The group intervention approach is a new and unique research protocol that has not been introduced or delivered anywhere else in the world, says Flinders University Psychiatry Professor Julio Licinio, the South Australian Health and Medical Research Institute’s (SAHMRI) Mind and Brain Theme research leader.
“Depression and obesity are major health burdens in Australia, with many people struggling with both depression and being overweight,” Professor Licinio says.
“Around 60 per cent of Australian adults are overweight or obese, and around one million Australians are living with depression this year – that’s about 6 per cent of the population.
“There are multiple treatment options available, however, most do not target the many physical, psychological and social links between these two health problems at the same time.”
The new group program is for people who are both obese and have depression, and aims to improve their physical and mental health and wellbeing, and to establish healthy, lifelong habits that support a happier, more active, meaningful life.
Participating in the group program will involve attending a two-hour group session each week for 10 weeks, with each session focusing on new topics and strategies. It will also involve attending some additional appointments at SAHMRI for the purposes of assessment and follow-up.
In developing the program, SAHMRI’s Mind and Brain Theme has hand-picked strategies from several evidence-based psychological treatment approaches to help people understand themselves better, learn more about health in general, develop realistic healthy eating and exercise habits, manage stress effectively, improve self-confidence and body image, and recover from depression.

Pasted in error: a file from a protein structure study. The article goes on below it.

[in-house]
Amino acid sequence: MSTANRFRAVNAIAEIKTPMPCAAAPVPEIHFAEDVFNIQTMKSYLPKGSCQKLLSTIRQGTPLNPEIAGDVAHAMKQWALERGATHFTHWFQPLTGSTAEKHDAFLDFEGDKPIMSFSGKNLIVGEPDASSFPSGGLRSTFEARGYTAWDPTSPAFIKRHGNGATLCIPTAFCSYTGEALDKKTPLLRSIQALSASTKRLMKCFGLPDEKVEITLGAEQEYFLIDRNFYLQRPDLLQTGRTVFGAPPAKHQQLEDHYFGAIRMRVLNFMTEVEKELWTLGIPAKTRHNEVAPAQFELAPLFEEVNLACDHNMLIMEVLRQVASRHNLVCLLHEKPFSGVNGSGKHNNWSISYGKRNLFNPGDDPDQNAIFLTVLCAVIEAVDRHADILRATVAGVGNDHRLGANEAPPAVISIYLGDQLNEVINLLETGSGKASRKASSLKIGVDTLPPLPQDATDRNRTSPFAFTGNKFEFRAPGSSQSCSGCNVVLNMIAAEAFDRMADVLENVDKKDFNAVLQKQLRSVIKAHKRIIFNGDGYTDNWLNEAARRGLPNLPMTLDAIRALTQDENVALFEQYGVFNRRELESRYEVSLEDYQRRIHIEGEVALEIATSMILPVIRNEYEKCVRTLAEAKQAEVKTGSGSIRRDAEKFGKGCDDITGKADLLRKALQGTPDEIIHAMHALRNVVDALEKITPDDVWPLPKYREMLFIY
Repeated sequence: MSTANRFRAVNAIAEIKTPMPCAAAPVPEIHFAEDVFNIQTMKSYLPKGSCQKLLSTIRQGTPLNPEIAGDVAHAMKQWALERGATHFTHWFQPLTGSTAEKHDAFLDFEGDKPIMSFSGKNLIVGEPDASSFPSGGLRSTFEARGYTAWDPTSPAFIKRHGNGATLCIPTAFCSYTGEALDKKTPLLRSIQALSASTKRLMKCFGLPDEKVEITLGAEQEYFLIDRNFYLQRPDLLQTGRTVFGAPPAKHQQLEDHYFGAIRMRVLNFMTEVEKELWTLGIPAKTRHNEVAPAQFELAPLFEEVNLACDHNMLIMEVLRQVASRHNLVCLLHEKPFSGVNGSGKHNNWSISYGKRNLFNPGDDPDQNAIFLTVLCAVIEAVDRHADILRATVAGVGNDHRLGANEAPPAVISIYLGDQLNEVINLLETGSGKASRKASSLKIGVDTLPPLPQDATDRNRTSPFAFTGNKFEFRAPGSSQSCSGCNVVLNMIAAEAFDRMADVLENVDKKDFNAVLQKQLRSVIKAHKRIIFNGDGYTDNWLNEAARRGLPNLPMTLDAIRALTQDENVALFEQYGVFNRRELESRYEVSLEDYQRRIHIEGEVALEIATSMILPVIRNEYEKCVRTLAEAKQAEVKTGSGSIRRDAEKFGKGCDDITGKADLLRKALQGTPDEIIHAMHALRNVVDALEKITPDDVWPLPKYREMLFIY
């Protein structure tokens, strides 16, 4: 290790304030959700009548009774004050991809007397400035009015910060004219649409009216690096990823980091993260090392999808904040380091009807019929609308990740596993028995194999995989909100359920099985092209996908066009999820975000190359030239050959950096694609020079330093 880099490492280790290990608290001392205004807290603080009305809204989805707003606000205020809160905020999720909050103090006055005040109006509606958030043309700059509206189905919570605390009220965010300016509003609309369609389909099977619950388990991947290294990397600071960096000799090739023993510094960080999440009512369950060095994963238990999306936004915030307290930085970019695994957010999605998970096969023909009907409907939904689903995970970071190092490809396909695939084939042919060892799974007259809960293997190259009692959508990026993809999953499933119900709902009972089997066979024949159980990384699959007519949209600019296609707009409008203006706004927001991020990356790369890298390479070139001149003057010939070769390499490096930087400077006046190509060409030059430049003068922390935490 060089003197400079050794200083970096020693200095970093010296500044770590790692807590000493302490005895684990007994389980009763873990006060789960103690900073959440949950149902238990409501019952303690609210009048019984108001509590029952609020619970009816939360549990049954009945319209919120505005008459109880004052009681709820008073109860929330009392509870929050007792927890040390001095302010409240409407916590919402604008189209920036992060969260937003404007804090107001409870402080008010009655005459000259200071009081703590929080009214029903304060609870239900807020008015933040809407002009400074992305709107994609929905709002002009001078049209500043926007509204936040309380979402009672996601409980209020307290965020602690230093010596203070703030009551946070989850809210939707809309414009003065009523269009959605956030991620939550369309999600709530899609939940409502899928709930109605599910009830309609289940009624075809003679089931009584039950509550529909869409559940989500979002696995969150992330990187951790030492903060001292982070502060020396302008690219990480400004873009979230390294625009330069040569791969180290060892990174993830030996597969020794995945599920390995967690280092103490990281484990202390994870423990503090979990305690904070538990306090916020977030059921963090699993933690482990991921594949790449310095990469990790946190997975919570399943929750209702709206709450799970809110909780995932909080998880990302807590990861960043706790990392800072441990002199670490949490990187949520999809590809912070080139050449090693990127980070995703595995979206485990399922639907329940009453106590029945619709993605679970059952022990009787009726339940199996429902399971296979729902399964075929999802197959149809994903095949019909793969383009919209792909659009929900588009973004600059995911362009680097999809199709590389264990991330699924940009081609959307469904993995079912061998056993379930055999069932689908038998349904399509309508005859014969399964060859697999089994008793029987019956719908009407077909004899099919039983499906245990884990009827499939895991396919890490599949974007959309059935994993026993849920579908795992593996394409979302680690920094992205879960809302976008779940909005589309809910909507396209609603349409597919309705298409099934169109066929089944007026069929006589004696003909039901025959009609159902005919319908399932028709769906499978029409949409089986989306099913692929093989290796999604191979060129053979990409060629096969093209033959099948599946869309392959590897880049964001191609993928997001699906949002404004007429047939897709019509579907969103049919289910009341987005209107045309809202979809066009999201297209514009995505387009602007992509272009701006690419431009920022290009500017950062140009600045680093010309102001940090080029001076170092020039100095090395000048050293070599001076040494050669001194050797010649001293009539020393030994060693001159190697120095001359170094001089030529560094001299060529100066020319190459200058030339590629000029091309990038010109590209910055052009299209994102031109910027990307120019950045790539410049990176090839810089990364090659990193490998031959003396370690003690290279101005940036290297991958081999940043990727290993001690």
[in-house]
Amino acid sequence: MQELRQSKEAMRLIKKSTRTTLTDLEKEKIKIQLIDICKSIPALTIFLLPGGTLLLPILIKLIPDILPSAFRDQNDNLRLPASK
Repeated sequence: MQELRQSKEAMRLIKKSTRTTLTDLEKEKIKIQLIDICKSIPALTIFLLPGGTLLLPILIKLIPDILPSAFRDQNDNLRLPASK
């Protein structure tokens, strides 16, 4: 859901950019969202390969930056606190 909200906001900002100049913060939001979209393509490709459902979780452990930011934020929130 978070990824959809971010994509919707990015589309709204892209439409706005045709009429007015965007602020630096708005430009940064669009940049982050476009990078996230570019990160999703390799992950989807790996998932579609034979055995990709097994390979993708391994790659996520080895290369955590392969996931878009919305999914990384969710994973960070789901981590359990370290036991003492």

Taryn Lores, health psychologist at SAHMRI’s Mind and Brain Theme, says many people struggle with both their weight and with a mental illness like depression.
“People think, ‘Once I lose weight, I will feel better, right?’, however this doesn’t always eventuate, and a vicious cycle often ensues,” she says.
“There are many complex mechanisms going on behind the scenes that need to be addressed if we want to truly recover from depression and be at ease with our bodies. We hope that the program we have developed will be an opportunity for people to do just that.”
Dr Mike Musker, Mind and Brain senior research fellow, says depression and obesity are closely connected.
“A big part of losing weight and maintaining it, is not just thinking about the food you eat, but also how you feel about yourself,” Dr Musker says.
As well, Professor Licinio says people with major depression may also experience either a loss or a large increase in appetite.
“This can be caused by increased anxiety, a low mood, a way of gaining comfort, or even side effects to frequently prescribed antidepressants,” he says.
“Weight gain can bring about a sense of worthlessness and loss of control, leading to a cycle of dieting and a sense of failure.
“We have created a program of psychological interventions that tackle both the feelings that surround food and weight loss, whilst exploring the impact of depression in this process.
“The program includes a series of educative strategies that respond to this complex combination of issues, with the intention of increasing the success and understanding of sustained weight loss over time.”
The SAHMRI trials will start from the middle of this year. If you are interested in participating or learning more about this research project, please register at mb.sahmri.com and one of the researchers will be in contact.
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